The class played manual Dog Bone in class. They used their hand to place a number in the correct location on the hundreds chart.

Some numbers were easy to place like:  1, 2, 5, 10, 20, 30, and 100. Others numbers were more difficult to place, especially if the hundred chart was empty!

Have you played Dog Bone? If so, how many bones could you place in one minute? 

Which numbers are easy to place and why?

What are some strategies you use to place your number quickly?

Tuesday, August 23, 2011

Welcome Back 2011

Please leave a comment! 
If you are not sure how to comment on this blog, watch this video tutorial!

If you are a new student, please leave a comment telling me about yourself. What did you do over your summer break? What adventures and experiences did you enjoyed?

If you are one of our blogging buddies, please introduce yourself to my new class. Where are you from? What have you been up to?

Remember to proofread your comment with a parent before you publish! 


Saturday, August 20, 2011

Snorkel With Mrs. Yollis!

As the summer winds down here in the northern hemisphere, I wanted to share one more animal post from my fantastic trip to Hawaii. Snorkeling along the coral reef was a daily activity for me. I got to meet beautiful tropical fish like this bird wrasse and the state fish of Hawaii, the humuhumunukunukuapua'a!  

If you've never had a chance to snorkel, come and glimpse the beauty with me!

This year, the class will be studying animal habitats. The ocean is the largest habitat in the world. 

Here is my video post Moray Eels!
If you want to see my sea turtle video, click here!

Have you ever snorkeled?

Which fish did you enjoy finding?

Did you notice any color adaptations?
(False eyes? Camouflage? Advertising coloration?)

Wednesday, August 10, 2011

Always Learning: Reform Symposium

Summer is a time for having fun, and that is certainly what Mrs. Yollis has been doing! 
She swam with turtles, observed Moray eels, and many other fish!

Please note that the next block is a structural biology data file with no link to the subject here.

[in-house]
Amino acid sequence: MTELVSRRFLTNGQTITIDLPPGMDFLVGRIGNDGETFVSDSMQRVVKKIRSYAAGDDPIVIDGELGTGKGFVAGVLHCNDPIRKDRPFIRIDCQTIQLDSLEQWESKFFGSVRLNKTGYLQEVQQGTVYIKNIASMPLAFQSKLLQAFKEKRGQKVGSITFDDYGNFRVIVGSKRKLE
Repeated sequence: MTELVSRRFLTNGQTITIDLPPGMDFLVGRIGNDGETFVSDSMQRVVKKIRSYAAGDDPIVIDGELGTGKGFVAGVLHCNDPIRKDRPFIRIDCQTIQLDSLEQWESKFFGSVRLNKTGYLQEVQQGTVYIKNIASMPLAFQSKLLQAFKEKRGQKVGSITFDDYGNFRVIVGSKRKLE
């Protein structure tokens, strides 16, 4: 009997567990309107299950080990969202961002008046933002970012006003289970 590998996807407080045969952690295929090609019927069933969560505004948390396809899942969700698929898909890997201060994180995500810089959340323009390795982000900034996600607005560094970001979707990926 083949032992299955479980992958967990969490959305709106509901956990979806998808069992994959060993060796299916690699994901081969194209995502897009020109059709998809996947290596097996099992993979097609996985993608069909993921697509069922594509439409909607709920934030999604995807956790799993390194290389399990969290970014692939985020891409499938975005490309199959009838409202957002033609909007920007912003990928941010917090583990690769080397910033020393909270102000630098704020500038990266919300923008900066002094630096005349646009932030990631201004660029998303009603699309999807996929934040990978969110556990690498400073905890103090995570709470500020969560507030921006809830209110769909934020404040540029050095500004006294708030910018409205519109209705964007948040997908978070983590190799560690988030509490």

Summer, like anytime, is also a time for learning! 
At the end of July, Mrs. Yollis was an online learner at the Reform Symposium e-Conference!

This FREE online conferences had  80 presenters and 12 keynote speakers! Mrs. Yollis was thrilled to be able to learn from incredible teachers located all over the world, and she did it all  
on her laptop computer in her home!

Each online classroom was an elluminate room and looked very similar to this:

Used with permission from @ShellTerrell

Mrs. Yollis attended many session and learned about new innovations and tools that she can use in her own classroom. Because it was an international conference, some of the sessions were scheduled in the middle of the night, Los Angeles time! In addition, there were so many interesting speakers, Mrs. Yollis had to make some tough choices about which sessions to attend.  Luckily, the half hour presentations were recorded and are available for learning to anyone!

 Here is a link to all the sessions!


Not only is it important to learn from other people, it is also important to help others. Mrs. Yollis volunteered to be a moderator for her good friend and quad blogging buddy, Mrs. Morris!
Mrs. Morris lives in Australia and has a fantastic class blog called 2KM and 2KJ. In addition, she also has a professional blog called Integrating Technology in the Primary Classroom where she shares information for educators.

Mrs. Morris' presentation was called Connecting With Global Blogging Buddies
Here is a link to her presenation.

Besides being in the classroom, where are some places that you learn?

What is something you discovered this summer?

Tuesday, August 2, 2011

Video: Moray Eels!

Mrs. Yollis spent a lovely vacation in Hawaii.

 While snorkeling there, she got to  swim with sea turtles
In addition, she encountered moray eels on the coral reef from time to time.  Below is a video Mr. Yollis took of two separate eels. 

Here is a link from Enchanted Learning with a diagram of an eel and some interesting information.

Mrs. Yollis noticed that whenever she saw an eel, the peacock grouper was usually nearby. Therefore, whenever she saw a peacock grouper, she would stop swimming and look for an eel. Since she returned home, she's done some reading, and it appears that the groupers and the eel hunt together! 


Do you have any fun facts to share about eels?

Have you ever snorkeled? If so, what did you see?